According to the Medicare Payment Advisory Commission, the estimated 2010 cost per day in an acute care hospital approaches $7,000. In home care, it’s $140. When a patient needs to be in a hospital, no other setting will suffice. But when a patient is in the hospital due to avoidable causes, $140 versus $7,000 is a very dramatic difference.
In figures from a study published in the New England Journal of Medicine in 2009, 20% of Medicare enrollees discharged from an acute care hospital are readmitted within 30 days of discharge. According to the researchers, three quarters of those readmissions can be classified as preventable. Readmissions which are estimated to cost our system well over $12 billion each year.
In the United States, 29% of all individuals who receive home care services… and remember that these patients are home bound and already among the sickest of all patients… will be readmitted to the hospital within the 60-day episode of care. At the Visiting Nurse Association of Boston, that number is 25%. That four percent difference, if applied to a larger population, represents a very substantial savings… and opportunity to improve the quality of life, independence and dignity of our sickest and most vulnerable populations. But that four percent difference did not happen by accident. It happened due to investments in technology, clinical centers of excellence that serve patients with chronic disease, staff training and the addition of support services designed to keep people at home and independent or achieving the highest quality of life levels possible for them.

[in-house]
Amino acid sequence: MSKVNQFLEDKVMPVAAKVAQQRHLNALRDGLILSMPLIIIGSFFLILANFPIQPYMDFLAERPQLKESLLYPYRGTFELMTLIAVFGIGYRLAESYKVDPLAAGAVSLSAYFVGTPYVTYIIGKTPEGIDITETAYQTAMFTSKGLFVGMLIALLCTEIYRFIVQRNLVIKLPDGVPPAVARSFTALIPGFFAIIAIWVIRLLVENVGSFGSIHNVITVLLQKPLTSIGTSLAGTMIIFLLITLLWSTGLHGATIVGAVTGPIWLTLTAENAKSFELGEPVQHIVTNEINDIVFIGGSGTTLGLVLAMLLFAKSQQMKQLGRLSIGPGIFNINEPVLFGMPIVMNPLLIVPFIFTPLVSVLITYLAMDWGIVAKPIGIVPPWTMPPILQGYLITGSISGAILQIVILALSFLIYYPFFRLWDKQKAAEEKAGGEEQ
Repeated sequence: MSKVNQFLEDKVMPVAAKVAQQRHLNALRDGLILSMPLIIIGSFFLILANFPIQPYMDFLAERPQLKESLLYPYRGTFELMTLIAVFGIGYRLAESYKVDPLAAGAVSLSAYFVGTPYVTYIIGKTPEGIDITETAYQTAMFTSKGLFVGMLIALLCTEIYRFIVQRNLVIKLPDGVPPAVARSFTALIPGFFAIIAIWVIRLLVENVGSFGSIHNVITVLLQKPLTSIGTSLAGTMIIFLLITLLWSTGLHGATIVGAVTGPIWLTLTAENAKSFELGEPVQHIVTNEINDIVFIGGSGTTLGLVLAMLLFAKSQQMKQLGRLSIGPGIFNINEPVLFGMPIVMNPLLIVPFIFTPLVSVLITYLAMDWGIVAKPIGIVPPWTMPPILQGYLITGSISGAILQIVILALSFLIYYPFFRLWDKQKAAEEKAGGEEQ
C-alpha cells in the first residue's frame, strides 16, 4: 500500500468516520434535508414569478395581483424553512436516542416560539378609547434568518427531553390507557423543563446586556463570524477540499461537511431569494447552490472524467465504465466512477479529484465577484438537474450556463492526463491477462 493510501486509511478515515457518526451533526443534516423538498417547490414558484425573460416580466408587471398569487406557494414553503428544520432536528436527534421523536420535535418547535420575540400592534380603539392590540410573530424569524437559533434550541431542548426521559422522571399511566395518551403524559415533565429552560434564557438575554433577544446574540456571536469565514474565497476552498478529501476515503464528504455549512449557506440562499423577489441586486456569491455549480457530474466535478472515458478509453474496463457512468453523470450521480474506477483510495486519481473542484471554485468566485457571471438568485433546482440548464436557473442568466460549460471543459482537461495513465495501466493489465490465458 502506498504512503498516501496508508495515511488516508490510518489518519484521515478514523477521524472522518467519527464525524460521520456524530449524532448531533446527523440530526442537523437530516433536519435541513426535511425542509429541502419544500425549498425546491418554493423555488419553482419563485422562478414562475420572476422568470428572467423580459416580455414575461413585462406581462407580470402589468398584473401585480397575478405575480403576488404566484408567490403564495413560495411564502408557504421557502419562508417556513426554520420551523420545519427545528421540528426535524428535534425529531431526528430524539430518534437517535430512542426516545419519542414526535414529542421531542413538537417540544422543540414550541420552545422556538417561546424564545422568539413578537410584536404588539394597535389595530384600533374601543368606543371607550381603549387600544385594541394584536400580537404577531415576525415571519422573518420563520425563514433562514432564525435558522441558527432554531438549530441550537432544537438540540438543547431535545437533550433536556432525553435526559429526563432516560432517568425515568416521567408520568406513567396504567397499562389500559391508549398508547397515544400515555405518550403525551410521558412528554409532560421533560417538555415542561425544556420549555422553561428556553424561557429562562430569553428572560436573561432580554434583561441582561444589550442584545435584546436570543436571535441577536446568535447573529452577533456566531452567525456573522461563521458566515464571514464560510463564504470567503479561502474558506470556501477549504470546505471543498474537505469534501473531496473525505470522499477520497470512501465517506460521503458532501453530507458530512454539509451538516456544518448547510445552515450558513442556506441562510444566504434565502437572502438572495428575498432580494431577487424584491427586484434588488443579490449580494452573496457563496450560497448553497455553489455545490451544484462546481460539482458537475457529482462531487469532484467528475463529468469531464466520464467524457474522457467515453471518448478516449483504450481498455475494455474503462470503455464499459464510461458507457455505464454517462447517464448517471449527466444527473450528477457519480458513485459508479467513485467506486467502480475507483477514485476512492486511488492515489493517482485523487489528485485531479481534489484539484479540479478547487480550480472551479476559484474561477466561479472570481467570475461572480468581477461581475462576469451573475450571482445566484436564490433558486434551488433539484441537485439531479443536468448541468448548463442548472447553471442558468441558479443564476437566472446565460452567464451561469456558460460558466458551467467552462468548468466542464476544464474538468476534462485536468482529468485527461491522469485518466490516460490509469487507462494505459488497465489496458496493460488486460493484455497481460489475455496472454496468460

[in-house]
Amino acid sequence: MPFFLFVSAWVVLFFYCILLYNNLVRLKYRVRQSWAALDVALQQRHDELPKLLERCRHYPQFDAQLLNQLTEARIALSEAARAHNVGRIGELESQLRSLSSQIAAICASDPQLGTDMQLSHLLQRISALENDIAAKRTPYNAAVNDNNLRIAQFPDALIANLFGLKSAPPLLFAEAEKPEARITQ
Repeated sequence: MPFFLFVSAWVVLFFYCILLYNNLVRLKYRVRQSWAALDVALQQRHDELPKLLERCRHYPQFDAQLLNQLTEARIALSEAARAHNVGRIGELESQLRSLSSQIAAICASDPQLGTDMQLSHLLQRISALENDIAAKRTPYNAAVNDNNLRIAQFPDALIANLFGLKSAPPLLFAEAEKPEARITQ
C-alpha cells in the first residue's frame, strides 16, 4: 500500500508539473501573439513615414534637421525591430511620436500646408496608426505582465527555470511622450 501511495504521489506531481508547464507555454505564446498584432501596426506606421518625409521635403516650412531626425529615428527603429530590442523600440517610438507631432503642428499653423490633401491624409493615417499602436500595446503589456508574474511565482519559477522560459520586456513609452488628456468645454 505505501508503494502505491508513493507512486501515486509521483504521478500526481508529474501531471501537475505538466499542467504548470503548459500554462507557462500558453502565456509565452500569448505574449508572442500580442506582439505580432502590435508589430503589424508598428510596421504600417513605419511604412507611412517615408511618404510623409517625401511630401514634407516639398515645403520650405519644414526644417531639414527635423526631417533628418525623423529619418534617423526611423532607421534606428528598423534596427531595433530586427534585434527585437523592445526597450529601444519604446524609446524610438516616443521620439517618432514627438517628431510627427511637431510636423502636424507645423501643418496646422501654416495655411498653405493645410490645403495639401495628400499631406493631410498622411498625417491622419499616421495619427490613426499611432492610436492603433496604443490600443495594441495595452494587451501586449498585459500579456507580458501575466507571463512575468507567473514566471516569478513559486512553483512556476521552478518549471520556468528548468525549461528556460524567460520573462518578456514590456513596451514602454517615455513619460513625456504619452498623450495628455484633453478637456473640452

Each day in the hospital, including all the avoidable ones, costs our system $7,000. A day of home care, $140.
Home care can be a central and critical part of solving the health care cost crisis. Innovations and cost saving possibilities here are numerous and should be prominently featured in emerging systems based on accountable or integrated care organizations… and encouraged, not disadvantaged, in new alternative payment methodologies. Without specific and designated representation on the health care innovation advisory committee, health information technology council, and other guiding bodies charged with overseeing the transformation of our state system, I fear we will not fully exploit the opportunities that lie in appropriately deinstitutionalizing the provision of health care services in Massachusetts.
It is the home care industry voice, and perhaps only that voice, that will advance this perspective and help make real this possibility.
Finally, at the Visiting Nurse Association of Boston, we care for residents in every neighborhood in Boston and every patient, regardless of their payer status. We are a valuable part of the delivery system safety net and encourage policy makers to consider the role that organizations such as ours plays in caring for those who, despite 98% insurance coverage in Massachusetts, still fall through the cracks which still do remain.
That has been our mission for the past 125 years. We are ready to carry it into the future.
Thank you. I would be happy to answer any questions you may have.